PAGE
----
What Makes a Good Apprentice?
We had a lot of discussions internally about who we wanted to bring in as apprentices. Would we consider hiring people with no programming experience at all? Did long-term potential mean more than their current skill set? What evidence of long-term potential were we looking for?
My biggest fear was that we might hire people as apprentices, spend 3 months and find that they had not closed the gap in skills and experience. This is my definition of failure.
To mitigate this risk we decided to aim our apprenticeship at people with enough programming experience that they could already build some sort of web-based CRUD app. We preferred experience in Ruby because that would be the tool they would be using in the apprenticeship. We felt that this skill requirement was higher than we wanted, but we didn’t have enough evidence yet to try filling a bigger gap in skills.
We decided that once someone had met that minimum bar we wanted to heavily weight our decision towards long-term potential. The evidence we would look for was a track record of being self-motivated to learn new things and tackle hard problems.
This was still a somewhat ambiguous criteria, but we were comfortable with the ambiguity because we knew that we were going outside the normal hiring practices.
What Makes A Good Apprenticeship?
I liked the idea of a set curriculum for a few reasons, but my attempts to write a curriculum ended in dismal failure.
Being a developer
!= being an educator.
Around this time I stopped thinking of how to teach more efficiently and started to think, “how can the apprentices learn four times more efficiently than I did?” This change in focus felt right. It wasn’t our job to fill the gap. We needed to create a context where the apprentices could be in that sweet spot of learning. I decided that being part of a team of peers and having access to more experienced developers were the two key things we would focus on.
The peer aspect would be handled by hiring apprentices in a group. They would be assigned projects as a team to encourage collaboration.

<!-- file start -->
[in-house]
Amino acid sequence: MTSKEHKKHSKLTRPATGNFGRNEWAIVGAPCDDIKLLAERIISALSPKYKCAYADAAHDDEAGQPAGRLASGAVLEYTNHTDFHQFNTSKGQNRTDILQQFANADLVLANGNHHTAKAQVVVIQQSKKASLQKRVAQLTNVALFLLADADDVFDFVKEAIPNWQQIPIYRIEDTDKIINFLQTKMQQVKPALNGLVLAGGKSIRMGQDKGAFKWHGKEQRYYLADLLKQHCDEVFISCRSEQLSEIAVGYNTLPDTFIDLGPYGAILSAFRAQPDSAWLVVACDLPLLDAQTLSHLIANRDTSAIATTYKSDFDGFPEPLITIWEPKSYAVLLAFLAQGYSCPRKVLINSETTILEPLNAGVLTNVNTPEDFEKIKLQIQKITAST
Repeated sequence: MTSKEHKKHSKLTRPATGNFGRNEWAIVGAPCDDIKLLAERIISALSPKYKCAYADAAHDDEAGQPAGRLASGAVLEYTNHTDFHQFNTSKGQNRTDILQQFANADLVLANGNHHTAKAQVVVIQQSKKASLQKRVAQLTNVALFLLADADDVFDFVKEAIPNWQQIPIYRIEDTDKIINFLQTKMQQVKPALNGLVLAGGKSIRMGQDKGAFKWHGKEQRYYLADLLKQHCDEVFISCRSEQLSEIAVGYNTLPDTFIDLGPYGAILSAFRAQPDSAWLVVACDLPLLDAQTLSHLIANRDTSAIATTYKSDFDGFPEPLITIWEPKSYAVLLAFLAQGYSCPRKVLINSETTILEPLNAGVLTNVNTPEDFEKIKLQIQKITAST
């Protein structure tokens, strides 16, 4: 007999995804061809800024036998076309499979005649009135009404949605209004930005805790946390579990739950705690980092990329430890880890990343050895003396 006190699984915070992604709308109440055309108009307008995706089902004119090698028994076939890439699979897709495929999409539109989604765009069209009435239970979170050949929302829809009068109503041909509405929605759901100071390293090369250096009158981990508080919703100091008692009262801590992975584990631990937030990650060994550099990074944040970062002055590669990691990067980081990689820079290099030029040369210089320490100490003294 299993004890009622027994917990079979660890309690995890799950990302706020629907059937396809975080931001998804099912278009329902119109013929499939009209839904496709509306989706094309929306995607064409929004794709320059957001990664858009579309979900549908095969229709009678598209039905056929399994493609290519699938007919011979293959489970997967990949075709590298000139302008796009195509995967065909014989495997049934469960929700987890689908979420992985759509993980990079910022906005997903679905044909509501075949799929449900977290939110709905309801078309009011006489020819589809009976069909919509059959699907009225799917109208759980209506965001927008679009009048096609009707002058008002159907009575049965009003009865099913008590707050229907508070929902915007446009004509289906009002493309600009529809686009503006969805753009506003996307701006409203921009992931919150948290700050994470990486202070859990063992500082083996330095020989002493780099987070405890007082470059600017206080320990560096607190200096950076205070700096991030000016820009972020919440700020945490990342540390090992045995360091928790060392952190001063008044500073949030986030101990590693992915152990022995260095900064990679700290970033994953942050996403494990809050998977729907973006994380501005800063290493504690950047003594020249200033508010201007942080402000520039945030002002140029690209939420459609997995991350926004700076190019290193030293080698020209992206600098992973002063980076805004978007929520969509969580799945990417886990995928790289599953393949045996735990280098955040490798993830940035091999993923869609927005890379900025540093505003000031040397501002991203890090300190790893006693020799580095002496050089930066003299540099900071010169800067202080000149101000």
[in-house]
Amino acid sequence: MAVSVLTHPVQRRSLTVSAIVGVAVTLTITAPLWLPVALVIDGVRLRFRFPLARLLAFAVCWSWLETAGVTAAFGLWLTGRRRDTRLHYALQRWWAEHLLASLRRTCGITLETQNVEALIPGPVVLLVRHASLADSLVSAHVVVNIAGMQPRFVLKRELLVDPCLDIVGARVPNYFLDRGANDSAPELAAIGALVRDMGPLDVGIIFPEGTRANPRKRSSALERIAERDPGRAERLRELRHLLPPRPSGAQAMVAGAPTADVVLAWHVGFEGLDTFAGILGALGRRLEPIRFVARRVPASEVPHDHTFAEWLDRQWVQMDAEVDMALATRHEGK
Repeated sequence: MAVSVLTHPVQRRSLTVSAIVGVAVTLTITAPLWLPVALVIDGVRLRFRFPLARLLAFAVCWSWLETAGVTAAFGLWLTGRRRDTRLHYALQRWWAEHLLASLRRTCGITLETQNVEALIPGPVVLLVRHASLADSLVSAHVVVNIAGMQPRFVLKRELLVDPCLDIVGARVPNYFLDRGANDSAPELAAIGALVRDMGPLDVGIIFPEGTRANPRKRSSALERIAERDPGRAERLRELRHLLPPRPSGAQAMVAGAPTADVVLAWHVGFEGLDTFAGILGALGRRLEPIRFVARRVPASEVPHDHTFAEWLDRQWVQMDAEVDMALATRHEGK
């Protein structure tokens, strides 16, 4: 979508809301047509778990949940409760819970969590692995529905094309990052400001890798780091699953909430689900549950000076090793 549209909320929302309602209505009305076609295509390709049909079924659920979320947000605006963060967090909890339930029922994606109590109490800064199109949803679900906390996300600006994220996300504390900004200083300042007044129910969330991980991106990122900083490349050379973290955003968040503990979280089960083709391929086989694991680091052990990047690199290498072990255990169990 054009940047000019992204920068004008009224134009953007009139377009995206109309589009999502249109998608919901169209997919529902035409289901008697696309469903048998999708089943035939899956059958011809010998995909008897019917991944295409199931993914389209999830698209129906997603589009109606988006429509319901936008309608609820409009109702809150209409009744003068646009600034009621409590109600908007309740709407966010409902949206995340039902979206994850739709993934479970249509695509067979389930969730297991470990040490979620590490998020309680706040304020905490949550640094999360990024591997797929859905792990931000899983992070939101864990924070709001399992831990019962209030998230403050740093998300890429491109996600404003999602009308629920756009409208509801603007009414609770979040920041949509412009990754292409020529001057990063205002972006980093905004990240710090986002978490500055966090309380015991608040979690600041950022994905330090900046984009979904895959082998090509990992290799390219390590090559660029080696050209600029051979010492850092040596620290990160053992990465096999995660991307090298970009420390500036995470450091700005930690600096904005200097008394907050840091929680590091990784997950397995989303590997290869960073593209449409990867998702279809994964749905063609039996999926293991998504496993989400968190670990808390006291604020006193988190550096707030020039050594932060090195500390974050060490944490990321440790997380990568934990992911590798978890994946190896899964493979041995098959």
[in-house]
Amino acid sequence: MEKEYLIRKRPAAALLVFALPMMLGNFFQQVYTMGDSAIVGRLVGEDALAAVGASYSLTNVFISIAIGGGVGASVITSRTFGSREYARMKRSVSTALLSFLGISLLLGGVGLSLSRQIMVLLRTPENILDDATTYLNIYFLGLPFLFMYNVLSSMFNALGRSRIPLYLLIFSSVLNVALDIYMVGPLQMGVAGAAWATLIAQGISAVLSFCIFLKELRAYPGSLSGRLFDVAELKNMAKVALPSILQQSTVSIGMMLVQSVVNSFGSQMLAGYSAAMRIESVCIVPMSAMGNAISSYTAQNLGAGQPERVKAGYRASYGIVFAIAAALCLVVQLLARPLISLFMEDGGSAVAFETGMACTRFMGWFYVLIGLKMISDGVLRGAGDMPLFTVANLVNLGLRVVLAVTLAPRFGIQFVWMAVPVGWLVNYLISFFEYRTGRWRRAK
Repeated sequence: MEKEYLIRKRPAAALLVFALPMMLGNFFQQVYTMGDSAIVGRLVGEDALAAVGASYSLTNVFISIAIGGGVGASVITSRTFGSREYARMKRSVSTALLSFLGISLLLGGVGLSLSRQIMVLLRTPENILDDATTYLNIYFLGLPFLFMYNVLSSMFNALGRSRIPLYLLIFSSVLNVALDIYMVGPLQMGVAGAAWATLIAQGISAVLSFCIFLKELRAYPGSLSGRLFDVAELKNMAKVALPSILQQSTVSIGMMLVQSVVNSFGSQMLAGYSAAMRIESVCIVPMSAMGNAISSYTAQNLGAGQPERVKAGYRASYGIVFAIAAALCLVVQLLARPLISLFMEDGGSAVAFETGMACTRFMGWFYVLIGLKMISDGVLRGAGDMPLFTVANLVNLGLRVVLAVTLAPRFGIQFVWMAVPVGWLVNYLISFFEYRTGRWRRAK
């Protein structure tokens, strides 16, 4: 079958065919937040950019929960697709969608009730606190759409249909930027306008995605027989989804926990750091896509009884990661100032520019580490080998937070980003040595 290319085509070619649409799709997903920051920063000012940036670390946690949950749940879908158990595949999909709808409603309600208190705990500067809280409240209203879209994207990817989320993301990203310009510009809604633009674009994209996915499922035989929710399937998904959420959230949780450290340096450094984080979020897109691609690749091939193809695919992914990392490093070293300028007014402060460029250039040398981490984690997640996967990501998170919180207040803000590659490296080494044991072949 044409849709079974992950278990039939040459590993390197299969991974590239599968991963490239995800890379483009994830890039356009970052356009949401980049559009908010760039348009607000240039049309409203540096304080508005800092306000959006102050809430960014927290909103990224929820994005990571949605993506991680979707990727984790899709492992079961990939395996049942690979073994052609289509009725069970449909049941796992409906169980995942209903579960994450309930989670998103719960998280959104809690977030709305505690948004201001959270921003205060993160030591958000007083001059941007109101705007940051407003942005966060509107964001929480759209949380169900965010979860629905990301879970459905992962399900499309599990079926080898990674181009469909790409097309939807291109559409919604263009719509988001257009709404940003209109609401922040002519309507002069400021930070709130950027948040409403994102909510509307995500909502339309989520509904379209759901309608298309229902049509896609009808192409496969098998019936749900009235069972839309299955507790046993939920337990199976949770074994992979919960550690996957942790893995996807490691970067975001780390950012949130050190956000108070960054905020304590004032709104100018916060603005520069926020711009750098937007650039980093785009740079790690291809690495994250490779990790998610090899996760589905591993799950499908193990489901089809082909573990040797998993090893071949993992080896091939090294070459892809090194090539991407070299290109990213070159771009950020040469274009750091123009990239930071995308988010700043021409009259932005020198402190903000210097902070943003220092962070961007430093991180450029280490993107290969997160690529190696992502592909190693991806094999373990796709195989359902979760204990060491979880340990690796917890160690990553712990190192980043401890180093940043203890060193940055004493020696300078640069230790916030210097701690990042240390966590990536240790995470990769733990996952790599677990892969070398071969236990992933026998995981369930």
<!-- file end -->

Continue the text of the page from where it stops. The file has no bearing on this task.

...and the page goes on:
For mentorship we decided to have a direct mentor and a rotating schedule of senior mentors. This direct mentor has between 1 and 3 years of professional experience and sets aside one hour each day to helping their apprentice. Senior mentors have 5+ years of experience and are on a rotating schedule to help provide a broader range of experiences. Each week there is a single senior mentor who makes 90 minutes available to each apprentice. Apprentices mostly dictate the way mentorship time is to be used. Mentors make the resource available, apprentices choose how to use that resource to make their learning time efficient.
At this point we had a few ideas about who we wanted to find and how we wanted to help them learn. None of these ideas were founded on research or expertise. What could go wrong? In typical developer fashion, we assumed we could significantly change outcomes by applying just a few simple rules to a complex system.
Despite the lack of credentials for these ideas, I continued to feel convinced that participating in this type of apprenticeship would have made my early development life a lot better. Surprisingly, my company went along with the idea and we started planning for an apprenticeship that would run from September to December 2015.